Jarred M Whitlock

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Phospholipid scrambling (PLS) is a ubiquitous cellular mechanism involving the regulated bidirectional transport of phospholipids down their concentration gradient between membrane leaflets. ANO6/TMEM16F has been shown to be essential for Ca(2+)-dependent PLS, but controversy surrounds whether ANO6 is a phospholipid scramblase or an ion channel like other(More)
Since their first descriptions, ion channels have been conceived as proteinaceous conduits that facilitate the passage of ionic cargo between segregated environments. This concept is reinforced by crystallographic structures of cation channels depicting ion conductance pathways completely lined by protein. Although lipids are sometimes present in(More)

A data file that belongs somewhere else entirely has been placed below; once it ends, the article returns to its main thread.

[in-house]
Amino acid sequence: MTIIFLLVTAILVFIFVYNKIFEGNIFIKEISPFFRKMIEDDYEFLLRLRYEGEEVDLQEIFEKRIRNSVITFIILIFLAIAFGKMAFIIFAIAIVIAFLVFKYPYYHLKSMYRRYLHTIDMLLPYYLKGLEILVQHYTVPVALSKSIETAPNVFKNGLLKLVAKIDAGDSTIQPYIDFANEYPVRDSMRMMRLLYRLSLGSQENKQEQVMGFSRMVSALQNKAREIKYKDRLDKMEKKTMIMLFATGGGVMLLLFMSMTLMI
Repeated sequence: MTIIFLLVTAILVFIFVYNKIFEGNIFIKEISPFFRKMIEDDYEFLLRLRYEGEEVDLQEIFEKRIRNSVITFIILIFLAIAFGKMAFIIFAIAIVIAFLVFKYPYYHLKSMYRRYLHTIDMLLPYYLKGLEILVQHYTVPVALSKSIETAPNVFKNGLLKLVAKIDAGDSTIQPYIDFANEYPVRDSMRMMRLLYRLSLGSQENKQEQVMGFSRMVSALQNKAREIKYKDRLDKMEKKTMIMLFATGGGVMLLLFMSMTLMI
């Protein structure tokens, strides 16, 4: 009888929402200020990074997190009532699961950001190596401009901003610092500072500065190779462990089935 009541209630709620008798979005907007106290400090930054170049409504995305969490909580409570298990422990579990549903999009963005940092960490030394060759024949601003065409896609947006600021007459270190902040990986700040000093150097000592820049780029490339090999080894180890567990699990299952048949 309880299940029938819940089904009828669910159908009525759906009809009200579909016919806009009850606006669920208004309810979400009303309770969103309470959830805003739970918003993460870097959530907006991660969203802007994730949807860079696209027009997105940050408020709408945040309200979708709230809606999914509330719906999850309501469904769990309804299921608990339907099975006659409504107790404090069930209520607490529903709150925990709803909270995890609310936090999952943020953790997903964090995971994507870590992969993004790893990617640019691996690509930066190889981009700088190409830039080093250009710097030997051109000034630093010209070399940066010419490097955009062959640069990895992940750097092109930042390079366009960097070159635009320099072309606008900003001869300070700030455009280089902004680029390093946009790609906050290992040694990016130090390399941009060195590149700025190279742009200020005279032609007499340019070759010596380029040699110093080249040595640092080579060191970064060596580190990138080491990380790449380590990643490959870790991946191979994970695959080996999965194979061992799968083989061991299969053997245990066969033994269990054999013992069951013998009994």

Elucidating the oligomeric structure of ion channels is central to understanding their function (Marsh and Teichmann, 2015). The vast majority of ion channels are formed by multiple subunits organized as an an-nulus surrounding a solitary, centrally located ion-conducting pore. For example, all the potassium channels, Cys-loop receptors like nicotinic(More)
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